Adding to what is building into one of the powerful sales slates line-ups of company heading towards Cannes next week, IM Global has taken international sales rights to “Wish Police,” one of the awaited new animation movies from Reel FX, the studio currently creating “Scooby-Doo 2” for Warner Bros. which also made Jorge Gutierrez’s Golden Globe-nominated “The Book of Life” for Fox.
To be introduced by IM Global to buyers at next week’s Cannes Film Market, “Wish Police” weighs in as one of the biggest indie pieces of high-profile family entertainment currently on the open market which can score wide-release U.S distribution from either a studio or a big domestic distributor.
First revealed by Reel FX in December 2015, “Wish Police” is being directed by the Spanish trio known as Headless of Adrian Garcia, Alfredo Torres and Victor Maldonado. Screenplay is “King Fu Panda’s” story writers Ethan Reiff and Cyrus Voris.
Adapting the same-titled novella by Daniel Nayeri, “Wish Police” imagines a world where kids’ bad wishes can materialize as villains, needing a worldwide secret organization, The Wish Police – headed by ex-genie Saul and a wise-cracking monkey – to monitor and apprehend them. The task force teams with a 12-year-old Randy, whose extremely bad thought has unleashed the most powerful wish villain ever known.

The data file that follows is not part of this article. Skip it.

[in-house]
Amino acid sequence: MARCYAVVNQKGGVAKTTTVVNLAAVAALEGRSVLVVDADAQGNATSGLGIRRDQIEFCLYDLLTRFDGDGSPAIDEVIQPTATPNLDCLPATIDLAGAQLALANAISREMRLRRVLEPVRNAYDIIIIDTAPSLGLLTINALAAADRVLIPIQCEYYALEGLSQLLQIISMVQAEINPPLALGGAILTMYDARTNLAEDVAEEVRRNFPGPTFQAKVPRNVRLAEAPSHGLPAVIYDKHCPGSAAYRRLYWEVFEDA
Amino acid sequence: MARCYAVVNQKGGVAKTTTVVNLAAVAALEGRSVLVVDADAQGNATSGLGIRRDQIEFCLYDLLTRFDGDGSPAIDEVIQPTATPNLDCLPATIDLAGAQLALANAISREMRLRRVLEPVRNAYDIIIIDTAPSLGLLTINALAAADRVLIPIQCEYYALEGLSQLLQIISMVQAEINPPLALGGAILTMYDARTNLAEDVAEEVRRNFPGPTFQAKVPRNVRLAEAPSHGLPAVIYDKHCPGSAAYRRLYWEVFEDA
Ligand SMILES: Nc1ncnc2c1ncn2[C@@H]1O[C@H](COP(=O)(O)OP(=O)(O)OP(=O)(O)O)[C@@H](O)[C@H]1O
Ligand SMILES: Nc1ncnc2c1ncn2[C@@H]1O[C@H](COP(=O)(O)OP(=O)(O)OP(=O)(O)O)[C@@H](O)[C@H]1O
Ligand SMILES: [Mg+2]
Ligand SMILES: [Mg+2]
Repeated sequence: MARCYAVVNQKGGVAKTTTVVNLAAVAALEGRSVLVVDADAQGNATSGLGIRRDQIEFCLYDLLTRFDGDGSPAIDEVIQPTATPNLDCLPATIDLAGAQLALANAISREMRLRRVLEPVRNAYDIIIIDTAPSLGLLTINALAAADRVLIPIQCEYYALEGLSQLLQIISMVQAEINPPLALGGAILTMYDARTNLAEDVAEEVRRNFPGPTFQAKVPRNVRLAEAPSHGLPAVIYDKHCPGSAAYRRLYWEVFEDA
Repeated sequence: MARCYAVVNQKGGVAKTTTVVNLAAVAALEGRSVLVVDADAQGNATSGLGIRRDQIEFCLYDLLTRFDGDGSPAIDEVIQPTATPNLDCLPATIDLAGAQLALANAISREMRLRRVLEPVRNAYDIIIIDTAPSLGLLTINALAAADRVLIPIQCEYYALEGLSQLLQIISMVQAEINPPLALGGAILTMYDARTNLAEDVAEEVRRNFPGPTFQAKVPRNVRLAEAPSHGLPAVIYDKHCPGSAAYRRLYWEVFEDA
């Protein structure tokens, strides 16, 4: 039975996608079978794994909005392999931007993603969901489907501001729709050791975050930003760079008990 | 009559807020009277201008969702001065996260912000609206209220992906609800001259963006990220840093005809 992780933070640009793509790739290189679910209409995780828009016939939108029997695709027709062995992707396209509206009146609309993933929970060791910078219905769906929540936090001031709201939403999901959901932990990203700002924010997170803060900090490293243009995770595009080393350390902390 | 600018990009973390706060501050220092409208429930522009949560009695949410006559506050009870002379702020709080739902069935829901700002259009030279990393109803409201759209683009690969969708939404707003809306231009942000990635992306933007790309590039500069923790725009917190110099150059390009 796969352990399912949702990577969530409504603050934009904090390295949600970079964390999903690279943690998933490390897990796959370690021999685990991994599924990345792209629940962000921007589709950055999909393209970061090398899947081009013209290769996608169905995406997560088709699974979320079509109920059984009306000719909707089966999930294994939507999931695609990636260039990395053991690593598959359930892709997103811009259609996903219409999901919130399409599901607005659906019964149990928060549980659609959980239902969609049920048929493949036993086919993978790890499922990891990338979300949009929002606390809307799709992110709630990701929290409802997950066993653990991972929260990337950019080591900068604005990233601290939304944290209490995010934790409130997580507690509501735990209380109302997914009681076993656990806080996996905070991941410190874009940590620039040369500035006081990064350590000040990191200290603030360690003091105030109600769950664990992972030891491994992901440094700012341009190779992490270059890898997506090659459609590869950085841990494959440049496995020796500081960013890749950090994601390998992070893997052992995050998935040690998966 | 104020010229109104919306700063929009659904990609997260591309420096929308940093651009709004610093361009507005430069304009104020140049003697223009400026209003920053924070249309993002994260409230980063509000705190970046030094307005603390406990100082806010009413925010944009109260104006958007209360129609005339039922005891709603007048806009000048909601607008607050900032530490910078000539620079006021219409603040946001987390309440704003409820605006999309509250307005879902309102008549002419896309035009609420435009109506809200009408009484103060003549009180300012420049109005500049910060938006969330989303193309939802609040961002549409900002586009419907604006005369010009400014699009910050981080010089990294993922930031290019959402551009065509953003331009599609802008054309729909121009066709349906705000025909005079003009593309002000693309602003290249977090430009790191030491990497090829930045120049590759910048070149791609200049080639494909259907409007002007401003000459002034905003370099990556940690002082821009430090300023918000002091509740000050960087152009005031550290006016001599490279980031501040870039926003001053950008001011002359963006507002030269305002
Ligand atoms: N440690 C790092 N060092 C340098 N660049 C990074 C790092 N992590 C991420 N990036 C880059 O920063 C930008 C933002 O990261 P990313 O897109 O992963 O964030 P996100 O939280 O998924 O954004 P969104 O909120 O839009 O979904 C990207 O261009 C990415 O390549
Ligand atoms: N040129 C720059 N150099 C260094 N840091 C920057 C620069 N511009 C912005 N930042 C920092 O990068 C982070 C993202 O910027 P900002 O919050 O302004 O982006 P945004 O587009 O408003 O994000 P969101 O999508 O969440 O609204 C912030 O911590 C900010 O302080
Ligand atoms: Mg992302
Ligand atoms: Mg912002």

Headless directed “Nocturna,” about an orphan’s fear of the dark, an admired delicately-drawn fantasy laced animation movie made back in 2007 in Spain.
“Wish Police” joins a slate which, announced Thursday by the entertainment business publications in quick-fire succession, is led in terms of commercial scale by thriller “Jackpot,” with Mila Kunis and Bryan Cranston. In a variegated line-up, IM Global will also be selling Barbara Broccoli’s passion project “Film Stars Don’t Die in Liverpool,” with Annette Bening, based on Brit actress Gloria Grahame’s biography, with Colin Vaines producing; and, also announced today Thursday, the Scott Free Productions-produced docu-feature “Clive Davis: The Soundtrack of My Life,” based on the autobiography of Davis, who became president of Columbia Records at the age of 35 in 1967.